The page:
TAMPA — This fall, thousands of veterans from the wars in Iraq and Afghanistan will head to college under a new GI Bill.
Those who enroll at the University of South Florida will find a bonus: a Department of Veterans Affairs counselor ready to help them secure benefits — everything from tuition aid to help for post traumatic stress disorder.
USF is the first university in the nation to receive the on-campus VA staffing, a one-year pilot program called VetSuccess on Campus that Washington officials hope will become a model throughout the country.
After dealing with the VA to arrange his own post-service medical care, USF student Corey Elliott can see the advantage of getting help from someone who knows the VA's bureaucracy from the inside.
Having "that rep here will make that one less worry for a student who has those issues," said Elliott, an eight-year veteran of the Navy studying political science and philosophy.
In addition to placing a vocational and rehabilitation counselor on USF's Tampa campus, the VA will assign a second staffer focusing on mental health to the university in August.
"We're hoping that pilot will be successful and that USF will be the first of many sites," said Ruth Fanning, the VA's director of vocational rehabilitation and employment service in Washington.
USF president Judy Genshaft will sign an agreement for the program with a top VA official on Thursday.
The VetSuccess program was created independently of the new GI Bill, which was passed to provide a broad range of benefits for veterans who were in active service on or after Sept. 11, 2001.
Still, the timing is good. The VA estimates that up to 460,000 veterans will take advantage of the new GI Bill during its first year.
Already, during the first four weeks veterans could submit an application, 46,000 have done so. (If people are in the Reserves or the National Guard and their unit is called up while they're in college on the new GI Bill, they still go to war.)
At USF, the VetSuccess program will go beyond helping students with educational benefits, Fanning said. If a veteran enrolled in college wants help with VA housing benefits, or thinks he or she has symptoms of a traumatic brain injury, the VA counselor is there to assist in finding help.
VetSuccess also is meant to give ex-military students a place to meet and establish their own community, Fanning said. Students coming out of the military have different shared experiences, she said, than the typical 18-year-old college freshman.
So why USF?
Location and reputation.
VA officials needed a university with about 1,000 veterans-students. They needed an institution that could provide office space for the VA. And they wanted a school near VA facilities.
USF quickly made the short list.
The James A. Haley VA Medical Center is next door to USF's Tampa campus, and the Bay Pines VA Medical Center and MacDill Air Force Base are nearby.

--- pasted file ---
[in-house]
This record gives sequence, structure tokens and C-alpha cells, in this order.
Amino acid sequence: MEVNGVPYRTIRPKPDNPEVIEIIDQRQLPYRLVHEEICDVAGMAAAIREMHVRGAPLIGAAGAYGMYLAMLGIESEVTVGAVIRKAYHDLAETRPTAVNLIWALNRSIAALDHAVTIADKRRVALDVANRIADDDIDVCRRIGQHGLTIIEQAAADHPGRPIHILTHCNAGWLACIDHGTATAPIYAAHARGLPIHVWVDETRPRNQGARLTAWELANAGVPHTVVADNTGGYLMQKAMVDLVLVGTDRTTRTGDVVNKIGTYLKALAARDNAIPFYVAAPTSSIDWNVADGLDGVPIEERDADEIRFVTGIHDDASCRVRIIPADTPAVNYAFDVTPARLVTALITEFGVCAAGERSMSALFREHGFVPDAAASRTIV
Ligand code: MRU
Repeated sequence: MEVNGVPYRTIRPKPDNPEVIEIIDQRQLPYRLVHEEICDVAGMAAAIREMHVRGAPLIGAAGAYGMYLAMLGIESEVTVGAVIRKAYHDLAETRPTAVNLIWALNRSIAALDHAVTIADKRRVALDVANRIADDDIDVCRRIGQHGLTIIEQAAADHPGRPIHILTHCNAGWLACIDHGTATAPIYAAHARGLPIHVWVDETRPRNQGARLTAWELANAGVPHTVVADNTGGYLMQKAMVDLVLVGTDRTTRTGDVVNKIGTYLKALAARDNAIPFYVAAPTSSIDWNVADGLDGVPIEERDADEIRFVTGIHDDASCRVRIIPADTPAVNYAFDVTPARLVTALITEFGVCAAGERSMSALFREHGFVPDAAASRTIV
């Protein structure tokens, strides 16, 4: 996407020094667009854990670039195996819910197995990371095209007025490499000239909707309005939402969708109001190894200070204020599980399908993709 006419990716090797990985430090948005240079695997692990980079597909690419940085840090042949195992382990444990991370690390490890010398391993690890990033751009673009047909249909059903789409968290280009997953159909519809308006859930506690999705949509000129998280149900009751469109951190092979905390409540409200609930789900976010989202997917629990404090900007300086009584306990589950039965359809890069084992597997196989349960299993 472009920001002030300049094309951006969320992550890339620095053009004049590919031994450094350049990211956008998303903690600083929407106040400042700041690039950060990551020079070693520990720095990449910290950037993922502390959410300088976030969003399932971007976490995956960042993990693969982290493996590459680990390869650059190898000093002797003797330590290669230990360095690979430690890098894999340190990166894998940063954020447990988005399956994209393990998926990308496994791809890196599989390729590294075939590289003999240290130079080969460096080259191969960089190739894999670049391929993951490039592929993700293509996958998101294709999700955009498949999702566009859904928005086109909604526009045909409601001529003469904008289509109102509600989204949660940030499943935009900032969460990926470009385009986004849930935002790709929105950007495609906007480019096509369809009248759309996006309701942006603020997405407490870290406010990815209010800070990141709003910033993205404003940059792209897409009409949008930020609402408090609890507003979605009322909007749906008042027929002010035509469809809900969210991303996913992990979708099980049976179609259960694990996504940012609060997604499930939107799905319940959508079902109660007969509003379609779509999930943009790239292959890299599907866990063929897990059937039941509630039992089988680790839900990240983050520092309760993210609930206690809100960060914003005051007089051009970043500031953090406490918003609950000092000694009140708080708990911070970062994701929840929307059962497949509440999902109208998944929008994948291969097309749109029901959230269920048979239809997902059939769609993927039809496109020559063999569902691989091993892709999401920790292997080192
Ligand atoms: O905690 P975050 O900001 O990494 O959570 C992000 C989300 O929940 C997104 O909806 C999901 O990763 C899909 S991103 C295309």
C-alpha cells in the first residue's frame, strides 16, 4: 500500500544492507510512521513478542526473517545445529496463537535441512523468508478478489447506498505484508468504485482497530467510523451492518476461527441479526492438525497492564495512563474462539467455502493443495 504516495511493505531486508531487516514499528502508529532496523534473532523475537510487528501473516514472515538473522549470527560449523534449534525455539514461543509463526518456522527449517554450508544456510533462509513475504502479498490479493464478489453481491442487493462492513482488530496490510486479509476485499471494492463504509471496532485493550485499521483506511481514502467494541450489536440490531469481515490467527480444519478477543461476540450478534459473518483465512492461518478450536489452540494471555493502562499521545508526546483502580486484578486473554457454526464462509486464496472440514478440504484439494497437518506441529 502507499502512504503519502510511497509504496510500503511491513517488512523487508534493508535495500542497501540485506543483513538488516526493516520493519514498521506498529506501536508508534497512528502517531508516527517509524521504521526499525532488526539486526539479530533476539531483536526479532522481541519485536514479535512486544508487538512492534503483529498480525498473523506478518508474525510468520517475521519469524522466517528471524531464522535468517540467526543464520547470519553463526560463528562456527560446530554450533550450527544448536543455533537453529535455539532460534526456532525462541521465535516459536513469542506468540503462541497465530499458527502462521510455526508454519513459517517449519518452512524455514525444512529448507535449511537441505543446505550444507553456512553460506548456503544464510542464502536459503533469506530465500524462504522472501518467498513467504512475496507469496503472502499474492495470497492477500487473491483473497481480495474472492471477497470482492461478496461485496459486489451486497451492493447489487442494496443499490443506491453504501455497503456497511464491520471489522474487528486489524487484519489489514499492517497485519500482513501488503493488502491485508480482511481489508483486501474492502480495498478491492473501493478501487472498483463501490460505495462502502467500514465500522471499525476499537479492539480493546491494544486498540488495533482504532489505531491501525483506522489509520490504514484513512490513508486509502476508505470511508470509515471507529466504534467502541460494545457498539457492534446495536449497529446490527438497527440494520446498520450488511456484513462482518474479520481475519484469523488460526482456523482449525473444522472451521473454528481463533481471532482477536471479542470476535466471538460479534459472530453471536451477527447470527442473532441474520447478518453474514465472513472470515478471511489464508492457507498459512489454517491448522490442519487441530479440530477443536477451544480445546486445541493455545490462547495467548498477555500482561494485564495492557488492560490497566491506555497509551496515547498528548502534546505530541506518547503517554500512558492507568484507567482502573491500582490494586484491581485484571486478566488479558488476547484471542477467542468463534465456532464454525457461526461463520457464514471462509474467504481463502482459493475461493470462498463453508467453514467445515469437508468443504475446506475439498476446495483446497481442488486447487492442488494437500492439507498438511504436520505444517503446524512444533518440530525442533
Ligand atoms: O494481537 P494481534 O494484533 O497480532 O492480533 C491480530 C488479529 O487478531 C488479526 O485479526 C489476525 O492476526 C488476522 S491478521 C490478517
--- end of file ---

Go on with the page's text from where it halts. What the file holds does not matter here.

USF also typically has 800 to 1,000 veterans or their dependents receiving military benefits that cover tuition and fees. That gives it the nation's 10th-largest population of veteran and dependent students, administrators say.
"It was just a good fit," said Michael Downing, a management analyst in the VA's office of field operations.
The university also has a track record with students who are veterans.
During the Vietnam War, USF used a $95,000 federal grant to establish a standalone Veterans Services Office on campus.
The office helps ex-military students file the voluminous paperwork needed to document that they are taking classes covered by the military benefits that pay their tuition and fees.
When the federal funds ran out in 1993, most universities folded that function into their financial aid or registrars' offices, said USF associate vice president for student affairs Tracy Tyree.
But USF kept its office separate, paying for it with a combination of tuition funds and student activity and service fees.
In 1973-74, USF had 2,280 students who were veterans. After that, the number tapered off, then bumped up again after the 1991 Persian Gulf War.
The university has yet to see an increase in veteran enrollment from the current wars in Iraq and Afghanistan, but most of its veteran students arrive by transferring from a community college, Tyree said. So it could be that they will first go to a two-year college and then transfer in a year or two.
VA staffer Kristin Adams reported to work at VetSuccess last month. The university is providing Adams and the other counselor with office space.
Adams is an Air Force veteran who received a bachelor's and master's degree from USF, so Adams is familiar with issues veterans face and knows both institutions.
"It could have not been a better fit," Tyree said.
Richard Danielson can be reached at email@example.com or (813) 269-5311.